What is a cloud-based productivity suite?
Cloud-based software is delivered over the internet in a subscription model, rather than purchased in hard copy and installed on your internal IT system.
The software runs on the vendor’s server, which handles all maintenance, repairs and upgrades. You'll work and communicate within a web browser and save documents to the cloud.
Productivity apps form the core of both Google Apps and Office 365. Both offer the services and applications that employees use each day. From word processing and spreadsheets to email and presentations.
Google has Docs (word processing) Sheets (spreadsheets) and Slides (presentations). Office 365 has Web Apps for Word, Excel and PowerPoint. Office Web Apps is a perfect fit for organizations rooted in a Microsoft ecosystem or those that regularly demand advanced features.
You can simply switch between the web-based Office apps and the full desktop versions to draw on the advanced feature set.
But for everyday office tasks such as report writing, spreadsheets and presentations, either Office 365 or Google Apps will be more than sufficient.
Other points to note: The Google word processing app features auto-save, while Office 365 allows you to open a PDF. When it comes to spreadsheets, many commentators suggest that Microsoft Excel performs best.
Offline editing and importing documents
Both Microsoft and Google platforms allow you to upload, import and work with existing Microsoft Office documents. There are also features for editing documents offline.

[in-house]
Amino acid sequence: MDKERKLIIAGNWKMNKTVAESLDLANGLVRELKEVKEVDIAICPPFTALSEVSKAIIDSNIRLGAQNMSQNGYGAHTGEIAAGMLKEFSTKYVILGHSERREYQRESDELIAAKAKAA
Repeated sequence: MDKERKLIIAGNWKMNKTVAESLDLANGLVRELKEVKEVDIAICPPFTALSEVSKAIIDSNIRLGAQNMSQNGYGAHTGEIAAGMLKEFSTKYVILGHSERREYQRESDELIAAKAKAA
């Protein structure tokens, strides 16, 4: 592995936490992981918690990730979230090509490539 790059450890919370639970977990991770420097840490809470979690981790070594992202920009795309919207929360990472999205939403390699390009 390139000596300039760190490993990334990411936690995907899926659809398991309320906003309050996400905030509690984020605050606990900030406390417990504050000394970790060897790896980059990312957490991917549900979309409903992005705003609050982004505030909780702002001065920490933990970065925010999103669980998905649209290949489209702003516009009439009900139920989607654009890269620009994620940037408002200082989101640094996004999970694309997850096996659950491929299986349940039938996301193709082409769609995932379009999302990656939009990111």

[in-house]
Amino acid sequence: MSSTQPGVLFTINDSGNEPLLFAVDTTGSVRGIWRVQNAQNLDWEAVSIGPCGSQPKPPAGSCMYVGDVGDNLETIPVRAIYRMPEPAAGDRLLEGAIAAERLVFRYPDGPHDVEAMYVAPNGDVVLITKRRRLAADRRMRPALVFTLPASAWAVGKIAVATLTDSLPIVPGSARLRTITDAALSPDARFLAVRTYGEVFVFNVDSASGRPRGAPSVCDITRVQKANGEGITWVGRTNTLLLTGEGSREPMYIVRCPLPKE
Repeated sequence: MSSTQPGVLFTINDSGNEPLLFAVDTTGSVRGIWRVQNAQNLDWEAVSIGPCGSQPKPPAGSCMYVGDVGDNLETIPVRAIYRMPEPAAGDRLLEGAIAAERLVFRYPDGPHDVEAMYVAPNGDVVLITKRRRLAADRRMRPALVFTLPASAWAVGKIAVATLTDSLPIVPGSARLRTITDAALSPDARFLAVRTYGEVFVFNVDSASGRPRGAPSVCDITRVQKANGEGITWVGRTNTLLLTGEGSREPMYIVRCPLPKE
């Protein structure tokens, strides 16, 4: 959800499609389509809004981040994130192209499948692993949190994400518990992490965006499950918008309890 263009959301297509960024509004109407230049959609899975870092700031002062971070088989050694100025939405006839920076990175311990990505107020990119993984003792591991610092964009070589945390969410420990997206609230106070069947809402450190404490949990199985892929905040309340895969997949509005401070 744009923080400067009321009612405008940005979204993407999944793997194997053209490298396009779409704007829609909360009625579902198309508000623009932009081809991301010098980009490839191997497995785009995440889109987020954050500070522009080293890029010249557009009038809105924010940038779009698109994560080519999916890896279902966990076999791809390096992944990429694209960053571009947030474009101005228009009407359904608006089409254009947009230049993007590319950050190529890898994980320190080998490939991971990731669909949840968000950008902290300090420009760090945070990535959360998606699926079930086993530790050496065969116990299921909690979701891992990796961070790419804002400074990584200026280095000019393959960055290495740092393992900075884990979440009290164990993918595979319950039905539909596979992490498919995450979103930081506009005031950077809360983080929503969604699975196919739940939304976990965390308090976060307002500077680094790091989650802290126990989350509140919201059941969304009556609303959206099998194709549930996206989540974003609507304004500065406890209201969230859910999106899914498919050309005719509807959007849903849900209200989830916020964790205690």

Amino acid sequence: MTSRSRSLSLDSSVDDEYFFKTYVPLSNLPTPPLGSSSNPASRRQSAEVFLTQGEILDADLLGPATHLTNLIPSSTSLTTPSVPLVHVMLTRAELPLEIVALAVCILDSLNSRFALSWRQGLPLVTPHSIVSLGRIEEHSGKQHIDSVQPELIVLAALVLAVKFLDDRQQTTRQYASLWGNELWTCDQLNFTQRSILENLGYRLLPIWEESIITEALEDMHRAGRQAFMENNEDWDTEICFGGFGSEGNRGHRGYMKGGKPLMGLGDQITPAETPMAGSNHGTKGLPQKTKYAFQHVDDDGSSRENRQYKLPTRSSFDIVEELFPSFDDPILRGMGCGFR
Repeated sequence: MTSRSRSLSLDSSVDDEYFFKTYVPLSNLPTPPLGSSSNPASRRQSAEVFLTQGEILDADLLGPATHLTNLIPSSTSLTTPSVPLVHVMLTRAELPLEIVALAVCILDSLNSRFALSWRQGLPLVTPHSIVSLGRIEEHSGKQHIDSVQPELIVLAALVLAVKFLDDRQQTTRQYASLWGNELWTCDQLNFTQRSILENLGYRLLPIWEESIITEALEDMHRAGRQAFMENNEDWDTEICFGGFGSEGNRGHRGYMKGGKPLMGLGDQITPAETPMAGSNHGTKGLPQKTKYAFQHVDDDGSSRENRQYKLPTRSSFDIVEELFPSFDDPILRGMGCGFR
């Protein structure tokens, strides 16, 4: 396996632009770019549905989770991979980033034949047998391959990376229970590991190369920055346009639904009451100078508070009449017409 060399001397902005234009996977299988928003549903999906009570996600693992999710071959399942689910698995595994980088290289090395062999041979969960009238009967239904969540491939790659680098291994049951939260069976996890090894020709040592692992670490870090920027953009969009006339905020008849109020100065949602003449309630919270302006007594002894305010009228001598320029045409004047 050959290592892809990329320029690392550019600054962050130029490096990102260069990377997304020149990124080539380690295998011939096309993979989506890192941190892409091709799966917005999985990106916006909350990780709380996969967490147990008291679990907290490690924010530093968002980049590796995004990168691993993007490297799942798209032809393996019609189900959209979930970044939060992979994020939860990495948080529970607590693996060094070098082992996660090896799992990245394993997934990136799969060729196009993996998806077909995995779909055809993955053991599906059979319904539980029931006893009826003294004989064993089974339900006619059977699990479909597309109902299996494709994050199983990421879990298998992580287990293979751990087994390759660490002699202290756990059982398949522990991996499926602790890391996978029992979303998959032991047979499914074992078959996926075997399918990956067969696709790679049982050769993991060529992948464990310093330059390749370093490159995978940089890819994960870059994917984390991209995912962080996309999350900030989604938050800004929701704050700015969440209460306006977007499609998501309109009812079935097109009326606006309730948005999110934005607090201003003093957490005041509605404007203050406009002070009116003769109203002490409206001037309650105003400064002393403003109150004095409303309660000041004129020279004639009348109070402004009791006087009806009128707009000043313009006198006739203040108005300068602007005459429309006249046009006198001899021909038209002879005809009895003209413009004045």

Office Web Apps allows you to edit documents when you’re not online. Once you’re back online, it will automatically sync so the changes made while not connected are updated.
This is particularly useful for making last-minute edits to presentations en route to a client meeting.
With Google Apps, offline editing must be done within the Chrome browser and only on docs and spreadsheets.
Importing existing Office documents into both Microsoft and Google’s services is straightforward. Both boast drag-and-drop facilities, while you can also upload entire folders simultaneously.
Keeping your documents organized
One of the main benefits of cloud-based software is online storage. Instead of clogging up your organization’s servers and hard drives with files, they can be saved online.
Google has Google Drive and Office 365 has OneDrive. As well as conserving space on internal systems, this also affords access to files when out of the office — from any device. Both Microsoft and Google offer a certain amount of free storage for account holders.
Because work is stored online and accessed through a web browser, it opens up a new world of collaborative working.
With both Google Apps and Office 365 employees can view and edit documents simultaneously on different machines from different locations.
You're able to track previous edits and revisions to see how a document has changed.
Google’s collaborative working facilities are smooth and intuitive and work in real time. It's simpler to use, according to some.
The collaborative facilities of Office 365 work in near-real time. It also allows desktop users to work alongside those in the cloud, while there are limits in place to control editing.
Calendars and email
Both Google and Office 365 offer intuitive, comprehensive email services — Outlook and Gmail.
The main difference is that Outlook uses folders for organizing emails, whereas Gmail uses cards. Experts have hailed Gmail for its search functions. Outlook has built-in reminders that sync with your calendar.
Gmail is ad-supported. This means you'll see ads reflecting the topics of your emails. Office 365 is vaster when it comes to wider cloud services beyond email.
Both are great suites, and the decision will depend on your objectives and budget, as well your existing systems.